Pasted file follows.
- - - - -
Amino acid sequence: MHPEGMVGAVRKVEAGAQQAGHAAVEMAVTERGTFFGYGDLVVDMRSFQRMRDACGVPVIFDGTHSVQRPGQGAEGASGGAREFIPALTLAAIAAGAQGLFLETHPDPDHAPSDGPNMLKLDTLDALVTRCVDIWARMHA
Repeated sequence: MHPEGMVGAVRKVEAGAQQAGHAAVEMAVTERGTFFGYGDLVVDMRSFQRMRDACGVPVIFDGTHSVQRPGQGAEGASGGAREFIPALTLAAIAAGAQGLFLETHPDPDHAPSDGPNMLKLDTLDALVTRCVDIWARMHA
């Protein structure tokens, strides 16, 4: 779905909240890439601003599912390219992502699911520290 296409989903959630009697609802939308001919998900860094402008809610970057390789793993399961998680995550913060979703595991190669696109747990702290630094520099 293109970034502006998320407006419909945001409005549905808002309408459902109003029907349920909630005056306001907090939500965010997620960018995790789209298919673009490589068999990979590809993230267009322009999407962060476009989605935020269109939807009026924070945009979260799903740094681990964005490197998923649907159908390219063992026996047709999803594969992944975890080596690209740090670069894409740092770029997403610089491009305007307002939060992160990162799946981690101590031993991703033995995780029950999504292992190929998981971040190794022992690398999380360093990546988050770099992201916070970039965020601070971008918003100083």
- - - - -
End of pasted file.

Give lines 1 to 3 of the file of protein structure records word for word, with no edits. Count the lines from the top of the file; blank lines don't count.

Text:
Amino acid sequence: MHPEGMVGAVRKVEAGAQQAGHAAVEMAVTERGTFFGYGDLVVDMRSFQRMRDACGVPVIFDGTHSVQRPGQGAEGASGGAREFIPALTLAAIAAGAQGLFLETHPDPDHAPSDGPNMLKLDTLDALVTRCVDIWARMHA
Repeated sequence: MHPEGMVGAVRKVEAGAQQAGHAAVEMAVTERGTFFGYGDLVVDMRSFQRMRDACGVPVIFDGTHSVQRPGQGAEGASGGAREFIPALTLAAIAAGAQGLFLETHPDPDHAPSDGPNMLKLDTLDALVTRCVDIWARMHA
């Protein structure tokens, strides 16, 4: 779905909240890439601003599912390219992502699911520290 296409989903959630009697609802939308001919998900860094402008809610970057390789793993399961998680995550913060979703595991190669696109747990702290630094520099 293109970034502006998320407006419909945001409005549905808002309408459902109003029907349920909630005056306001907090939500965010997620960018995790789209298919673009490589068999990979590809993230267009322009999407962060476009989605935020269109939807009026924070945009979260799903740094681990964005490197998923649907159908390219063992026996047709999803594969992944975890080596690209740090670069894409740092770029997403610089491009305007307002939060992160990162799946981690101590031993991703033995995780029950999504292992190929998981971040190794022992690398999380360093990546988050770099992201916070970039965020601070971008918003100083």